Based on the novel by Julian Barnes, we follow Tony Webster (played by the always reliable Broadbent) from his life during his present elderly state and in flashbacks of his youthful times at university. He lives in England, divorced and working at his used camera store, when one day he receives a letter in the mail when walking out the door. What is in the letter is information about the will of his ex-girlfriends recently deceased mother (Emily Mortimer). The contents of this will is the films “Macguffin”, a diary that was once owned by Tony's friend Finn (Joe Alwyn). It sets Tony on a path to retrieve the item, but also opens up the mystery of a few traumatic events that he has not forgotten.

Like many good stories, it starts with a lover. Tony met young Veronica (Freya Mavor) at a party, as she fidgets with her camera, where the two share a few passing glances. She would be his first love, someone he cared for deeply, as it gave him an escape from the daily philosophy chats with his friends from school. That is, until the love grew sour and Finn swooped in to begin dating Veronica. This angers Tony, motivating him to write a letter of curse on their love, well aware of Finn's romantic theories of suicide and Veronica's conflicting family dynamic.

What works best in The Sense of an Ending is the humanity portrayed in each character. Director Ritesh Batra (The Lunchbox) has a strong divide between the youthful, wide eyed performance by young Tony (Billy Howie) and the elder Broadbent, who perfectly portrays the stubborn denial of his characters past faults. His interactions with his pregnant daughter Susie (Michelle Dockery) and ex-wife (Harriet Walter) often skittish, played like a man who constantly carries his past. It's easy to call this a film for the more mature audiences, that's because the screenplay by Nick Payne has a complete grasp of each characters flawed, hidden emotions. The journey in this film is in breaking down Tony's concrete hard, emotional walls.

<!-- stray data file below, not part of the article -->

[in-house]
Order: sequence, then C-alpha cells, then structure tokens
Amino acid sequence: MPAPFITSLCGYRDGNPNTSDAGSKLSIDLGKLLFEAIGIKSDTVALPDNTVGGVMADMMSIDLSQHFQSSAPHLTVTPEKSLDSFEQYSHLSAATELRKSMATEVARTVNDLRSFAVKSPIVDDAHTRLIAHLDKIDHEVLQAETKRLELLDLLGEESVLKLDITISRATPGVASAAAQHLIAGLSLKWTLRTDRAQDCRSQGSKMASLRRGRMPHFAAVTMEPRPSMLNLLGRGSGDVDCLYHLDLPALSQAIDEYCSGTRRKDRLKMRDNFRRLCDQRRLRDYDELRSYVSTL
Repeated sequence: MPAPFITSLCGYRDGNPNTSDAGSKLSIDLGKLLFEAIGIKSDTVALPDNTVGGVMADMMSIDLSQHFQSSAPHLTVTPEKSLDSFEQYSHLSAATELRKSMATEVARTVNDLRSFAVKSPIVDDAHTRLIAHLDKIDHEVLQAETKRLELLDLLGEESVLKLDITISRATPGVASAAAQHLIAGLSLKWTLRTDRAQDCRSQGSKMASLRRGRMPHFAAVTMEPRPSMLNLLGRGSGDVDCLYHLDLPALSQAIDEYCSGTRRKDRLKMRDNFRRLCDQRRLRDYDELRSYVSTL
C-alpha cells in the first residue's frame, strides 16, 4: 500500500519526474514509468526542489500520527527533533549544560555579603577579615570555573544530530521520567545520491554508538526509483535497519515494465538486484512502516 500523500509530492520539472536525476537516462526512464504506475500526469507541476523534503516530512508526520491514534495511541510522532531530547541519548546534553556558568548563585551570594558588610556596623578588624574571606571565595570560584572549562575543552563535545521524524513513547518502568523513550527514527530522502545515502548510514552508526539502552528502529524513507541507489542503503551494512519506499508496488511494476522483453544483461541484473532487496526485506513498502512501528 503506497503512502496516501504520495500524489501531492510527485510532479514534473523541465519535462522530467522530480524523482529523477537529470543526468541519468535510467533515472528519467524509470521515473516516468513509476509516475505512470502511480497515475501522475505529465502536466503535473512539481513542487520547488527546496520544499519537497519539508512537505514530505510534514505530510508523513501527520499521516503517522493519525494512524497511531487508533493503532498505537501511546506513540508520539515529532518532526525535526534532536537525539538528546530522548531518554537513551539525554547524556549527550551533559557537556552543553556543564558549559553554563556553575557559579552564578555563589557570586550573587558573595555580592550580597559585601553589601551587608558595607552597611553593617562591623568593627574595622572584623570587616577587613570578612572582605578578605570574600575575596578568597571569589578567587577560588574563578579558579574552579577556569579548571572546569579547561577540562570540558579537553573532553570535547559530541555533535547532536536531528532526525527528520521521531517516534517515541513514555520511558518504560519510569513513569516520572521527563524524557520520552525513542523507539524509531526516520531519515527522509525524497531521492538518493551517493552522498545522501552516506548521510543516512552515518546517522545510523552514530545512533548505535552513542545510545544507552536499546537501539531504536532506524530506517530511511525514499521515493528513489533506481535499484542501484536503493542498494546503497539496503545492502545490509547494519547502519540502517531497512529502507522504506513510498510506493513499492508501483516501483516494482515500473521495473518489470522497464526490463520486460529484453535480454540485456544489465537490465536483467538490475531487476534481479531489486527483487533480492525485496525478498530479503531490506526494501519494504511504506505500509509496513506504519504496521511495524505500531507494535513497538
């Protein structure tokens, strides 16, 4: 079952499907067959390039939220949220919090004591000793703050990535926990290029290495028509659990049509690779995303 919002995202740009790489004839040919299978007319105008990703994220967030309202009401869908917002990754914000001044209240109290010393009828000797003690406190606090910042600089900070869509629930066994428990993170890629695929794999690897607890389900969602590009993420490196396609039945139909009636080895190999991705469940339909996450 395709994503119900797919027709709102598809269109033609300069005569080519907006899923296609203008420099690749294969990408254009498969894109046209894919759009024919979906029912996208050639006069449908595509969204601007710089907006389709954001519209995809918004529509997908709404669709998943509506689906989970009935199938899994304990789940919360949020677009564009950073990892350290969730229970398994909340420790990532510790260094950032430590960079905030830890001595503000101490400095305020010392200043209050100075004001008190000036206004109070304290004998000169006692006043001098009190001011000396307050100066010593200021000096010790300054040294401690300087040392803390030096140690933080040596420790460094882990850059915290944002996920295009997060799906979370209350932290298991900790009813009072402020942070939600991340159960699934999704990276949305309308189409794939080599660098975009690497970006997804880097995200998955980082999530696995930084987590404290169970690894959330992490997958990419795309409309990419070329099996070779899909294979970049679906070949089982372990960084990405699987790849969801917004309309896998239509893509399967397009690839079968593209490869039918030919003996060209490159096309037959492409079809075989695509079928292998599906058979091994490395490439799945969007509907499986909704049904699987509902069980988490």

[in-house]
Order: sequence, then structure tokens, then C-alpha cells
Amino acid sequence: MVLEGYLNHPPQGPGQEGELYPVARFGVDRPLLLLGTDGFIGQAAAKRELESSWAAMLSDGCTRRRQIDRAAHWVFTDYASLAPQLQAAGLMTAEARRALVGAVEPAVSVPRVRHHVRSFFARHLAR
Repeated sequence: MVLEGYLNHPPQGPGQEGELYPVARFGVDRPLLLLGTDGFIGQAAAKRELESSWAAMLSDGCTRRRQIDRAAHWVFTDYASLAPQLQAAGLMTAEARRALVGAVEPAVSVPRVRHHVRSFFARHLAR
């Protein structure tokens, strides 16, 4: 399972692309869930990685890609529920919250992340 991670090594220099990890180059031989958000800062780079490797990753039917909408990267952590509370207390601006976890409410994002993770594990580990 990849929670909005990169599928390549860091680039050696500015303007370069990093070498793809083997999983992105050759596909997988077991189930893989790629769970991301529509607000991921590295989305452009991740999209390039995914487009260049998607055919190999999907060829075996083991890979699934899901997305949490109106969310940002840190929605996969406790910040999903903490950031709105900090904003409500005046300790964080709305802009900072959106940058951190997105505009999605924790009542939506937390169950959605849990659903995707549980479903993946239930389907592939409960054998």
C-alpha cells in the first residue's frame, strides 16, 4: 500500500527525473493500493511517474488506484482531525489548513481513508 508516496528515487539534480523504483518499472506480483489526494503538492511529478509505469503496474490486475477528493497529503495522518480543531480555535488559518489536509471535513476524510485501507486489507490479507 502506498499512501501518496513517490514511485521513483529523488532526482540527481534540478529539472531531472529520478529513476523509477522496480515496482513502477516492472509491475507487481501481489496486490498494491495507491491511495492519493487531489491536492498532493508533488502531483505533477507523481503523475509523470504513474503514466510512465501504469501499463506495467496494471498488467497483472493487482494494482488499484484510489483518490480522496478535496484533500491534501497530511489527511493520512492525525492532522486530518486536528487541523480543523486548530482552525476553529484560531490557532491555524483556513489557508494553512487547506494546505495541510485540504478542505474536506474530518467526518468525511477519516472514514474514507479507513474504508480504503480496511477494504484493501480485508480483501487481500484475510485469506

Eventually, we finally learn the mystery of the diary when Tony comes face to face with Veronica (at this point played by Charlotte Rampling, whose presence only elevates the film), to find out how his words have had an impact, and maybe there is still unresolved conflict the two need to talk about. Films such as Broadbent's work in Le Week-end and a bit of the relationship struggles in The Theory of Everything seem to permeate in Batra's direction. The ending does spell out the dramatics a bit too much, but I was able to move past that.

I don't think The Sense of an Ending is the type of film that wow's crowds in the theater, it's the kid of movie that should have “morning matinee for the elder crowd” written all over it. That's not a bad thing though. I actually think movies such as this deserve more attention and so does Broadbent. He really is a fantastic actor. This movie reminds us of that.

3 Stars

Written by: Leo Brady  





The thought of how our past's can haunt us, deep into our old age, is something that often crosses my mind. In The Sense of an Ending, our main character, Tony Webster has become the man he is by actions he took as a young man. The effects his impulsive ways have had on those around him, are not thoughts he wants to dwell on, but they do follow him around, like a balloon tethered to a string. A fear of confronting these actions is the films conflict that feels very real to me, especially with an expert character portrayal in the lead performance by Jim Broadbent, paired with a crisp story, told by director Ritesh Batra. The Sense of an Ending is a well seasoned drama on all accounts.    

The Sense of an Ending